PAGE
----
• "TSO Bishop Arts is the best at what they do and make you feel right at home."
    Brian N.
  • "Doctors and staff are courteous and very professional. I wholeheartedly recommend TSO Bishop Arts!"
    Rebecca M.

Featured Articles

Helpful and Informative Resources

  • Age-Related Macular Degeneration

    One of the leading causes of vision loss in people who are age 50 or older is age-related macular degeneration (AMD). This common eye condition leads to damage of a small spot near the center of the retina called the macula. The macula provides us with the ability to clearly see objects that are straight ...

    Read More
  • Diabetic Eye Diseases

    Diabetes is a condition that involves high blood sugar (glucose) levels. This can affect many parts of the body, including the eyes. One of the most common diabetic eye diseases is diabetic retinopathy, which is also a leading cause of blindness in American adults. Diabetic Retinopathy Diabetic retinopathy ...

    Read More
  • Presbyopia

    Somewhere around the age of 40, most people’s eyes lose the ability to focus on close-up objects. This condition is called presbyopia. You may start holding reading material farther away, because it is blurry up close. Reading suddenly gives you eyestrain. You might wonder when manufacturers started ...

    Read More
  • Laser Cataract Surgery

    The only way to correct the clouded vision caused by advanced cataracts is surgical intervention. If you find yourself pursuing cataract surgery to remove one or both cataract-disease lenses, you may be wondering what surgical approaches are available for treatment. Although eye surgeons have successfully ...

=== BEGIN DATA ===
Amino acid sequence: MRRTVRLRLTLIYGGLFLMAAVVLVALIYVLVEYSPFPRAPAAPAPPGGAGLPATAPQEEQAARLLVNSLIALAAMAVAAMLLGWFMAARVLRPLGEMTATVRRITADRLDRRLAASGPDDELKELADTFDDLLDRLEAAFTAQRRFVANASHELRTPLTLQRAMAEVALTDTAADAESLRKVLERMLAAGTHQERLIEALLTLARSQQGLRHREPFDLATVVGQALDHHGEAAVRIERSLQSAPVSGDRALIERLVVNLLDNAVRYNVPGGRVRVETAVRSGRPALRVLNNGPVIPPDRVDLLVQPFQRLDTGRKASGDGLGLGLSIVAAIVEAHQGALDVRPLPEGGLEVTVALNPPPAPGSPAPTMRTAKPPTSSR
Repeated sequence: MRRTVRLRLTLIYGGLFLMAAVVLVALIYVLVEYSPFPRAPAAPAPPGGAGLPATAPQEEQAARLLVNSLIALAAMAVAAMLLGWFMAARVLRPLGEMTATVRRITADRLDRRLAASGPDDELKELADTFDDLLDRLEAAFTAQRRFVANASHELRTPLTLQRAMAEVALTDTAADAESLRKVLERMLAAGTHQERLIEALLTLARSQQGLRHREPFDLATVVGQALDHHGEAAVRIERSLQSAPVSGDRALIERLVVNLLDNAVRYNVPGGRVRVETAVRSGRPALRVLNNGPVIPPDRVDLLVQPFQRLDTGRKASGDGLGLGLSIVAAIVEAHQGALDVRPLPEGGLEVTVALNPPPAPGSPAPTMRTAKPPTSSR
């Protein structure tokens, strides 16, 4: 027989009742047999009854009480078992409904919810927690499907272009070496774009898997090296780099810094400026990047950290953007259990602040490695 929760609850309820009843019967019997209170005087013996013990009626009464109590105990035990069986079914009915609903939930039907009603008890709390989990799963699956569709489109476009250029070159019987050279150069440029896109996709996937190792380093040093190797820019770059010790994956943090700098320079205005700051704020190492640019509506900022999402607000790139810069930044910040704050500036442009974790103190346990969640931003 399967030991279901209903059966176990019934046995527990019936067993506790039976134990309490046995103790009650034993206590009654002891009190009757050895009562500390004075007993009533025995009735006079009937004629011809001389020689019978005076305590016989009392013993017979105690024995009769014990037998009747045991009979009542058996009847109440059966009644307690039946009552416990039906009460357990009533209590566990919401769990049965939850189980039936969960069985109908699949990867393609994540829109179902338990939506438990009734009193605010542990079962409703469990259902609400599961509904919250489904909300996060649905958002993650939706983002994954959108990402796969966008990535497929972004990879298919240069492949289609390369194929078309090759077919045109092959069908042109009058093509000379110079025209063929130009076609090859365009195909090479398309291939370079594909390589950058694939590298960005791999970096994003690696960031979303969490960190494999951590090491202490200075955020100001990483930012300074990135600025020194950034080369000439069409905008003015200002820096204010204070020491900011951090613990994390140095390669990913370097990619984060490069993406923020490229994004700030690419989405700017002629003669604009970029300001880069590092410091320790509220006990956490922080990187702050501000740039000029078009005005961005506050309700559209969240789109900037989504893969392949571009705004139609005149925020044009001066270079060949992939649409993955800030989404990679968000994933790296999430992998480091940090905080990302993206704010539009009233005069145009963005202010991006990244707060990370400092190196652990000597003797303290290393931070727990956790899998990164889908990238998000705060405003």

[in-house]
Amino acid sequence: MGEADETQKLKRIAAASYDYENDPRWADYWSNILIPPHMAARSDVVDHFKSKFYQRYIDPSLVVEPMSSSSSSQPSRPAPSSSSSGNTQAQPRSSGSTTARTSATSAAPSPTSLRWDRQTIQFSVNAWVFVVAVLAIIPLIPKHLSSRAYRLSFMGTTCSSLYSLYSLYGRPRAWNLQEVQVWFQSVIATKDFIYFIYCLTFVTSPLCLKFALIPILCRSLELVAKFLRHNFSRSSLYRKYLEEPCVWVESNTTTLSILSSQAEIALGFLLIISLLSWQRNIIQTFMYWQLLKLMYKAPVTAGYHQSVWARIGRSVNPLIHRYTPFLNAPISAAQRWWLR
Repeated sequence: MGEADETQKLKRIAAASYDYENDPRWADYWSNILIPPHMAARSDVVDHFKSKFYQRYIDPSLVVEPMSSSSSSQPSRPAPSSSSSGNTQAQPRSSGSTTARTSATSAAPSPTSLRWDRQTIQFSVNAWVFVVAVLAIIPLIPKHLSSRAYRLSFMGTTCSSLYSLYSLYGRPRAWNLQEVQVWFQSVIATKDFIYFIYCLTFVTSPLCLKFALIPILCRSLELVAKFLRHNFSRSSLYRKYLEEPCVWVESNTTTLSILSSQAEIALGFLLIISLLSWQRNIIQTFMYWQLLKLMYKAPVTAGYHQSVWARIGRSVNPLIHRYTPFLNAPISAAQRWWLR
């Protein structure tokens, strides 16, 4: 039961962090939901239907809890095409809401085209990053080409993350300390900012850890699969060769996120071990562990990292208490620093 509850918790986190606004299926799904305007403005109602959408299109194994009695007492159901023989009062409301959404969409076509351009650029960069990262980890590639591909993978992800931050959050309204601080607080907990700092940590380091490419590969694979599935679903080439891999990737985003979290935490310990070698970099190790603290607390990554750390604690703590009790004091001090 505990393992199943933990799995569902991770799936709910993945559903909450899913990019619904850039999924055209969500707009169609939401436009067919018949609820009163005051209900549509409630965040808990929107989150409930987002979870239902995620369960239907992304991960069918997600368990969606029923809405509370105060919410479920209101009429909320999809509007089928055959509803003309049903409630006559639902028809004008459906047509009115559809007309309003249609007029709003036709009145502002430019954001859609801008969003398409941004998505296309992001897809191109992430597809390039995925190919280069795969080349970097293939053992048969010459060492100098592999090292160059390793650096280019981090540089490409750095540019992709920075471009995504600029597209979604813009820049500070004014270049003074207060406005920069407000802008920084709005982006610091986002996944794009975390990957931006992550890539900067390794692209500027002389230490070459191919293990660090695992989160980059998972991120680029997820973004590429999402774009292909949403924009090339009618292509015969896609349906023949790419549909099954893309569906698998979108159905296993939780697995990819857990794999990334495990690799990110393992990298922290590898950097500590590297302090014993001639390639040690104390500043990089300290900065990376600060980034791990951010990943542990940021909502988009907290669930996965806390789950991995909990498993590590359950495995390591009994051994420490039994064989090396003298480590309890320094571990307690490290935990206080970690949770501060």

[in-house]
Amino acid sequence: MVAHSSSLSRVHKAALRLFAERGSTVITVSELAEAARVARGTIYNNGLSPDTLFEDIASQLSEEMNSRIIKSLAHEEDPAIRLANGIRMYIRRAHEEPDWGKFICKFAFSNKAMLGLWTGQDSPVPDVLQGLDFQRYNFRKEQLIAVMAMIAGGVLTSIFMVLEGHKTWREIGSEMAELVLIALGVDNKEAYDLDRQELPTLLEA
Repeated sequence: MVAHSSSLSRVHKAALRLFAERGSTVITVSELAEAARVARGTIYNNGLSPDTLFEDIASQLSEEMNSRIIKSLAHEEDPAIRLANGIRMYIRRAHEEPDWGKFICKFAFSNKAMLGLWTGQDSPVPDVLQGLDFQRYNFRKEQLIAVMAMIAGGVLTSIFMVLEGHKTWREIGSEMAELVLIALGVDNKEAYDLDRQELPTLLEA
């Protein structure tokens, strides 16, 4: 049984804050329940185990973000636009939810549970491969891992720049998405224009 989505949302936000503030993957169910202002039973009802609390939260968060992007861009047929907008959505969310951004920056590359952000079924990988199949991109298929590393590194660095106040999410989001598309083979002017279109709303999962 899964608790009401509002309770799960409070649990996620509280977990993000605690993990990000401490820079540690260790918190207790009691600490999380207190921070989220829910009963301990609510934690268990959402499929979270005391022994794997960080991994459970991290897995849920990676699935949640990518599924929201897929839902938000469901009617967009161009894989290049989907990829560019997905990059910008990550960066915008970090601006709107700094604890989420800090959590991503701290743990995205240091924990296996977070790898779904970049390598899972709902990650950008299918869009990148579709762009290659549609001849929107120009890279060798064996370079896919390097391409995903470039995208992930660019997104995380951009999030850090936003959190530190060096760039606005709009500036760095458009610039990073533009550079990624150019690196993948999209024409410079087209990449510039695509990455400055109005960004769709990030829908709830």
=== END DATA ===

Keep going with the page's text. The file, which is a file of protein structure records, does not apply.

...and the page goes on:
Read More
  • Cataract Surgery

    With cataract surgery, your ophthalmologist removes the cataract-diseased lens of your eye. The ophthalmologist then replaces your natural lens with an artificial one. The Procedure This outpatient procedure is generally safe and takes less than an hour. Your ophthalmologist will dilate your pupil ...

    Read More
  • Fuchs' Corneal Dystrophy

    Fuchs' dystrophy (pronounced fooks DIS-truh-fee) is an eye disease characterized by degenerative changes to the cornea’s innermost layer of cells. The cause for Fuchs' dystrophy is not fully understood. If your mother or father has the disease, then there is roughly a 50 percent chance that you will ...

    Read More
  • Peripheral Vision Loss

    Normal sight includes central vision (the field of view straight ahead) and peripheral vision (the field of view outside the circle of central vision). The inability to see within a normal range of view often indicates peripheral vision loss. In severe cases of peripheral vision loss, individuals only ...

    Read More
  • Presbyopia

    As we age, our eyes—like the rest of our bodies—begin to lose flexibility and strength. When this happens to the lens of the eye and its surrounding muscles, your lens will become stiff. This makes it harder to see close objects clearly because the eyes can't focus properly. It's a natural part of ...

    Read More
  • Patches

    Eye patches are used to strengthen muscle control in weak eyes. By placing a patch over the strong eye, the weaker eye is forced to do the heavy lifting. While it may be uncomfortable for the patient at first, the muscle controlling the weaker eye will become tougher and more resilient. This will allow ...

    Read More
  • Learning Disabilities and Vision Therapy

    Does your child struggle in school due to learning disabilities? Vision therapy may make learning easier. ...

    Read More

Newsletter Signup

Sign Up to Receive More Articles